In Lady Killer (1933) Dan Quigley (Jimmy Cagney) a movie theater usher, gets fired and drifts into a life of petty crime with a gang of con men and their slinky, hardboiled gun moll, Myra, played by the incomparable Mae Clarke. On the lam from the police and the gang who betrays him, Dan flees to California where he ends up as an extra in the movies, and then, presto, he’s a high-living movie star.
Cagney and Clarke seem to be having a swell time making this movie, building on their partnership which started in The Public Enemy (1931) when Cagney smashed a grapefruit into Mae’s face, 41 seconds that, for better or worse, has given Mae, a great but emotionally fragile actress, Hollywood immortality.
Growing up on the tough streets of New York, Cagney’s friends were Jewish kids who taught the Irish lad their mother tongue. Thus, in this wonderful little comedy, Cagney unexpectedly tosses off some Yiddish which roughly translates as: “My ass is killing me.”
Tom’s old gang shows up in Hollywood with a little blackmail in mind. Mae languidly drapes herself on Cagney’s Art Deco bed fully expecting Cagney to tumble to her charms. But Cagney is having none of Mae’s old tricks. As he packs her bag, Mae Clarke idly plays with her split ends, certain she can handle this mug. It’s a wonderful little moment, a skilled actress at the height of her powers, projecting sexual confidence with a simple reaction shot — acting is reacting! — that tells us everything we need to know about Myra, a tough dame who’s made her way in life through trickery and charm, exploiting men’s weaknesses, which are legion and obvious.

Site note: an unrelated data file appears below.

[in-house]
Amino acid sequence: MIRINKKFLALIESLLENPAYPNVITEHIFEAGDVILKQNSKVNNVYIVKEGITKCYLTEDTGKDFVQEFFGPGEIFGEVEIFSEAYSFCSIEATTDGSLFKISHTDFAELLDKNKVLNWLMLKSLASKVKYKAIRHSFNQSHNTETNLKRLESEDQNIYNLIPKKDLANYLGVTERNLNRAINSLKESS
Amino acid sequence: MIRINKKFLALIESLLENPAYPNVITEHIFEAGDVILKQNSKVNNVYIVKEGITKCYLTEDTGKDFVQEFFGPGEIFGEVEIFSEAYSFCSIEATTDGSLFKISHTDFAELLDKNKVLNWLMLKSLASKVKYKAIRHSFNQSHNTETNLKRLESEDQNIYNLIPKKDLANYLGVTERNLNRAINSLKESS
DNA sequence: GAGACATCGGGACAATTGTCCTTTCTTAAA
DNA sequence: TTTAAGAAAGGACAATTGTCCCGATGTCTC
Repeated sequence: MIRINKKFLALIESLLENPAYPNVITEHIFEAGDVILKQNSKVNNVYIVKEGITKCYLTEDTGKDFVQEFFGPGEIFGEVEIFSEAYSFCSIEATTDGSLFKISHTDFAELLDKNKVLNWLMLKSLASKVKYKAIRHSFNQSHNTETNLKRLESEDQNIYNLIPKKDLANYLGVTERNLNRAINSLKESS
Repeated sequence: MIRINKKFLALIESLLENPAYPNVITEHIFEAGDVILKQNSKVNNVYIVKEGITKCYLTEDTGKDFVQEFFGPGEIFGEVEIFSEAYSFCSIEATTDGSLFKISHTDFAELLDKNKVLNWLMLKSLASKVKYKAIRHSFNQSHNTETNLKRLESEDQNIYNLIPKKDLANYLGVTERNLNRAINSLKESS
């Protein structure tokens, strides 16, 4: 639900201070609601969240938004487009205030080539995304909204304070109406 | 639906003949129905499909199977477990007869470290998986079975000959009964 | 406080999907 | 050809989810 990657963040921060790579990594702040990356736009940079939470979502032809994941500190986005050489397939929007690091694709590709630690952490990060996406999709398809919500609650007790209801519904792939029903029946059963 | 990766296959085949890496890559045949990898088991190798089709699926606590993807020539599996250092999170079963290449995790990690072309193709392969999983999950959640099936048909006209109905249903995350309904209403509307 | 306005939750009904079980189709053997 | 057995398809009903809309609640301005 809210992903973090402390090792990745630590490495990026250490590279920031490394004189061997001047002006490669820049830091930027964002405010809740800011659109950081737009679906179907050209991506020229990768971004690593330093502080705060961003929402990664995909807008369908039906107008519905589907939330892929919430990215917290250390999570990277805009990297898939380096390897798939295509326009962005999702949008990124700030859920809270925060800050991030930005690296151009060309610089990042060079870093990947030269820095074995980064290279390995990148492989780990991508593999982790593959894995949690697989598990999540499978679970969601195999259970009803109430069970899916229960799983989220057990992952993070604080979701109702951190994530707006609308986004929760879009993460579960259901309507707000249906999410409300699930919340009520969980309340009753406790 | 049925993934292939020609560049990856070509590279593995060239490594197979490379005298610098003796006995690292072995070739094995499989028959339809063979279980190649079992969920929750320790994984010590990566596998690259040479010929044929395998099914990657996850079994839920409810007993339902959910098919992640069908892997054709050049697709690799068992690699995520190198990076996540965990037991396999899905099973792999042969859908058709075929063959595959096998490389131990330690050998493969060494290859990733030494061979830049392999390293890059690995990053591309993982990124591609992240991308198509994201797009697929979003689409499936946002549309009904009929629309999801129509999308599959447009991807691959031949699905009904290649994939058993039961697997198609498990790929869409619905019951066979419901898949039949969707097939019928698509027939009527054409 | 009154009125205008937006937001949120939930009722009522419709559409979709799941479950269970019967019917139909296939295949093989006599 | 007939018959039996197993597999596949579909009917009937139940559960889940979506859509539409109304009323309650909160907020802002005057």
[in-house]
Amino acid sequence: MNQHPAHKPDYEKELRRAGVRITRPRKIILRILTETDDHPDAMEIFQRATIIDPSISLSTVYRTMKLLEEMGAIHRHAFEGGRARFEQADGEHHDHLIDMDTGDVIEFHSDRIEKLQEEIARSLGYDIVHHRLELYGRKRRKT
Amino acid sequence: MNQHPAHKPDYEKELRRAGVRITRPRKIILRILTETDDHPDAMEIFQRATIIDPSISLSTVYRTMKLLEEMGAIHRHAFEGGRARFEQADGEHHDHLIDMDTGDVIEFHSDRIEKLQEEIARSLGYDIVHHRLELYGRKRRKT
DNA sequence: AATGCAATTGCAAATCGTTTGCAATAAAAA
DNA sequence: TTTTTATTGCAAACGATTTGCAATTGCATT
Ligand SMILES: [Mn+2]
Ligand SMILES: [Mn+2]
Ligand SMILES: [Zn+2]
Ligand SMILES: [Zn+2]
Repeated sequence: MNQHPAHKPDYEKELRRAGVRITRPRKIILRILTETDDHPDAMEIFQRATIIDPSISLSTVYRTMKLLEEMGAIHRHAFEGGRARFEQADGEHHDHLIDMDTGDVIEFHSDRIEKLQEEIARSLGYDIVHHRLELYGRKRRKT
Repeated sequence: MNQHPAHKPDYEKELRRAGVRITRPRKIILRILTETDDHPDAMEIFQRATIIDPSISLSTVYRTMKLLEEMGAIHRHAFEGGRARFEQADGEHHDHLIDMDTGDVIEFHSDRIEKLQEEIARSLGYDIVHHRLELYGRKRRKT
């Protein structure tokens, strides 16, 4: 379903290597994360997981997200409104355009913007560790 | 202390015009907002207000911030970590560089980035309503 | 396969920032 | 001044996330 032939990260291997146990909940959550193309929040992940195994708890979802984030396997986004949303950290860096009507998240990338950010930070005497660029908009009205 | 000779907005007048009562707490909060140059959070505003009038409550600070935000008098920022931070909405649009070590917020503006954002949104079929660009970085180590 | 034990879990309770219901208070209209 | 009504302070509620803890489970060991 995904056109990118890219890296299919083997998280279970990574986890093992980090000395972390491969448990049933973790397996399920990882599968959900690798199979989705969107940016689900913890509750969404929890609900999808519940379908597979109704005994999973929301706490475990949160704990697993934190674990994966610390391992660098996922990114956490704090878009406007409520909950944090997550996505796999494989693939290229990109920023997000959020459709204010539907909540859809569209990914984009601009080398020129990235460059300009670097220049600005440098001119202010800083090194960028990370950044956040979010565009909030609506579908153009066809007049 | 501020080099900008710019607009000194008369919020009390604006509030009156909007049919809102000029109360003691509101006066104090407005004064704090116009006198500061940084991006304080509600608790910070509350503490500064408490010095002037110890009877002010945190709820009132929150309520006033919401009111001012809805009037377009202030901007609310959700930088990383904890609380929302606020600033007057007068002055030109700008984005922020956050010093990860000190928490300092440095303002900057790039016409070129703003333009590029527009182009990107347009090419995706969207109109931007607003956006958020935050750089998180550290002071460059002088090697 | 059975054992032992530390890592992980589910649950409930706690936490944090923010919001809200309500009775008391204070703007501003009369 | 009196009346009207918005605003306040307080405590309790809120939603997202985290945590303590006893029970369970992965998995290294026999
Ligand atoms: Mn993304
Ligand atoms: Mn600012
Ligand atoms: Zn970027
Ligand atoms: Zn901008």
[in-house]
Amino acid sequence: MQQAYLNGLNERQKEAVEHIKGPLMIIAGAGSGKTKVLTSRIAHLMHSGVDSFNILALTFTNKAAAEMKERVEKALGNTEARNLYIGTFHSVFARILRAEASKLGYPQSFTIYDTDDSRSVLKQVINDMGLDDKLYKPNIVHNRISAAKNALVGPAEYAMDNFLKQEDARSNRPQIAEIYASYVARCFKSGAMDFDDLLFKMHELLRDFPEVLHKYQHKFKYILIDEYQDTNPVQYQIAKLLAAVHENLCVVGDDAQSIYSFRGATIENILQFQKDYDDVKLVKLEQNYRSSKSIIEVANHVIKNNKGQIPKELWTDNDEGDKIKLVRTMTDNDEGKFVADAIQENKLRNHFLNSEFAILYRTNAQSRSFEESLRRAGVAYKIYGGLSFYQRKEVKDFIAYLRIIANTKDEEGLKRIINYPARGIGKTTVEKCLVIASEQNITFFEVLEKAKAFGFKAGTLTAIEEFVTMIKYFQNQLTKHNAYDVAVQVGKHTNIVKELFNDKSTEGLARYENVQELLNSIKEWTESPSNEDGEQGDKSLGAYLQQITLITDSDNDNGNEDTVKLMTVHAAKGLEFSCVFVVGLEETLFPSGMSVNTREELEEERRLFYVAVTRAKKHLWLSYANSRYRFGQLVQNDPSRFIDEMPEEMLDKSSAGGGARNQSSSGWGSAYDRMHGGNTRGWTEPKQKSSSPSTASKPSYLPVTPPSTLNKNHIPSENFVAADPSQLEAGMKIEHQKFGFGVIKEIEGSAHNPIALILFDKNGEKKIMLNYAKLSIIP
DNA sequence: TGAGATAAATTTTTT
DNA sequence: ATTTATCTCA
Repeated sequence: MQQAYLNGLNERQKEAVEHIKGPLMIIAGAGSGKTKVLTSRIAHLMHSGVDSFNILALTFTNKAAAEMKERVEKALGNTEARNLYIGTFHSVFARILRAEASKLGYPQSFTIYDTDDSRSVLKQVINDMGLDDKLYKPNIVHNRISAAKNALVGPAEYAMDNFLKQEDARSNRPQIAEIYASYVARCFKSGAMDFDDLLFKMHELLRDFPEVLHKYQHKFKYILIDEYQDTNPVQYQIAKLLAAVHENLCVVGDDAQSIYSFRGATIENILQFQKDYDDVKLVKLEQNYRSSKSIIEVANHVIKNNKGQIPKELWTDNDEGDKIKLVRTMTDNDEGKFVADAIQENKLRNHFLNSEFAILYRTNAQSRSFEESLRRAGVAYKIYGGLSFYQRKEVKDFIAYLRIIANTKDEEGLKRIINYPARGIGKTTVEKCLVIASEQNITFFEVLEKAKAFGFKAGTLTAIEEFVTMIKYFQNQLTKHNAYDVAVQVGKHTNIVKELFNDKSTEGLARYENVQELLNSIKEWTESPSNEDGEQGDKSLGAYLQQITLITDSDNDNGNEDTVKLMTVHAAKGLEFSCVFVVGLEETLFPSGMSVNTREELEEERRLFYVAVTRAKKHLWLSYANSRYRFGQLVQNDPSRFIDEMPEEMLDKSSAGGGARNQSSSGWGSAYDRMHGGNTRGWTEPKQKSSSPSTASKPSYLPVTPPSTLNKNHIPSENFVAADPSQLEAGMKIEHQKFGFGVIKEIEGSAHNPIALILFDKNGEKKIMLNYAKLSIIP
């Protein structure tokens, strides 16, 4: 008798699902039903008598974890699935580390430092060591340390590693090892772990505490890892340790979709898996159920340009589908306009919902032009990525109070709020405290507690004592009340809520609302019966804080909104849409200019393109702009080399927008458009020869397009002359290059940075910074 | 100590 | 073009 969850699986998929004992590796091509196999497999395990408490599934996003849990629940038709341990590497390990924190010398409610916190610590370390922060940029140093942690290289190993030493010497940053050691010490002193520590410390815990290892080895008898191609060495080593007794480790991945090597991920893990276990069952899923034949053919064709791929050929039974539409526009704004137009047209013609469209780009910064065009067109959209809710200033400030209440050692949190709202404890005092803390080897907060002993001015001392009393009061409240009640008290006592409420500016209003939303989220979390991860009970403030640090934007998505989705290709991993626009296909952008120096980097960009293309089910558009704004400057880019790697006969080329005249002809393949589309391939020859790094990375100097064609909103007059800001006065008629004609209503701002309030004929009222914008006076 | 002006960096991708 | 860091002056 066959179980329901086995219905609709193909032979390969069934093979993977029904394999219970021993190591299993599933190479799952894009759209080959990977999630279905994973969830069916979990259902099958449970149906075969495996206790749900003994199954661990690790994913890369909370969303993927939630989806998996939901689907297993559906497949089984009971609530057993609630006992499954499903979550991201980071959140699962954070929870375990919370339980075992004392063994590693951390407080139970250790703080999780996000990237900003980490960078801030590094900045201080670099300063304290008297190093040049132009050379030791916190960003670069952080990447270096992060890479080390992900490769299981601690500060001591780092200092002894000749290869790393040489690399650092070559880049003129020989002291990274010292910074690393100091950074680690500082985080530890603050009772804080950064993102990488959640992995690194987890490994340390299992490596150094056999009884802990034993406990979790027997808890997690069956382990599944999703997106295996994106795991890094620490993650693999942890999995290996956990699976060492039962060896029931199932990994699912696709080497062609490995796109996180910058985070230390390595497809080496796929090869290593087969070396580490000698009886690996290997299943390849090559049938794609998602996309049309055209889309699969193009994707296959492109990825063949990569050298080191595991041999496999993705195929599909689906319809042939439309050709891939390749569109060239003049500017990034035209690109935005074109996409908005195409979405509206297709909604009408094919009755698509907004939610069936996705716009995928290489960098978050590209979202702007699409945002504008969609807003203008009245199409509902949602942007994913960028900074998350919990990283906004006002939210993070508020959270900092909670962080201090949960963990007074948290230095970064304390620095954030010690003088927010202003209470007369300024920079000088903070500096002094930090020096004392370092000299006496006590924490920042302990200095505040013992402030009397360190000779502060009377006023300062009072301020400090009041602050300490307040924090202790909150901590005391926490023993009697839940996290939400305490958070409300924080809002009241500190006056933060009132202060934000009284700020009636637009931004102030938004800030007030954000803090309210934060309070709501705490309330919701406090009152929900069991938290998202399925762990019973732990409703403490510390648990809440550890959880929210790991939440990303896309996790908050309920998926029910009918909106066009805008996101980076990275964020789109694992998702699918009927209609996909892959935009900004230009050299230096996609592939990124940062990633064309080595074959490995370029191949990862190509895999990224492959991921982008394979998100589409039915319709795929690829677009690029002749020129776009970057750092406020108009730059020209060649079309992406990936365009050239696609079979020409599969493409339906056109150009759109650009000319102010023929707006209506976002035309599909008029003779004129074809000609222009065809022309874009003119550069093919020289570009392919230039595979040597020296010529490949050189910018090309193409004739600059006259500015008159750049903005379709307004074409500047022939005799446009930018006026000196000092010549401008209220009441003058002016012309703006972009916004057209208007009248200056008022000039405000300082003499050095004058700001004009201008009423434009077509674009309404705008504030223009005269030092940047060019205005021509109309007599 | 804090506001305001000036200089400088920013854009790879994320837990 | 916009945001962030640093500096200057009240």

But Cagney explodes the way only Cagney could explode; he grabs Myra by the hair and, cave-man style, drags her across the snow-white rug, tossing her out of his apartment.
In Featured Player, an Oral Biography of Mae Clarke by James Curtis, Clarke fondly recalls Cagney, Lady Killer, and explains how this bravura scene was played.
This was like being back on stage doing tricks. No, he [Cagney] knew how, and I knew he did. He told me, “When I get my hand on the top of your head and my fingers in your hair, you just reach up and grab my wrists with both hands and then as I walk away, you’ll pull yourself.” I pulled my own weight. He wasn’t pulling my hair at all, he was only resting there. So by holding onto his wrists, I went with him. It’s a good trick.”
A good trick made believable by superb acting.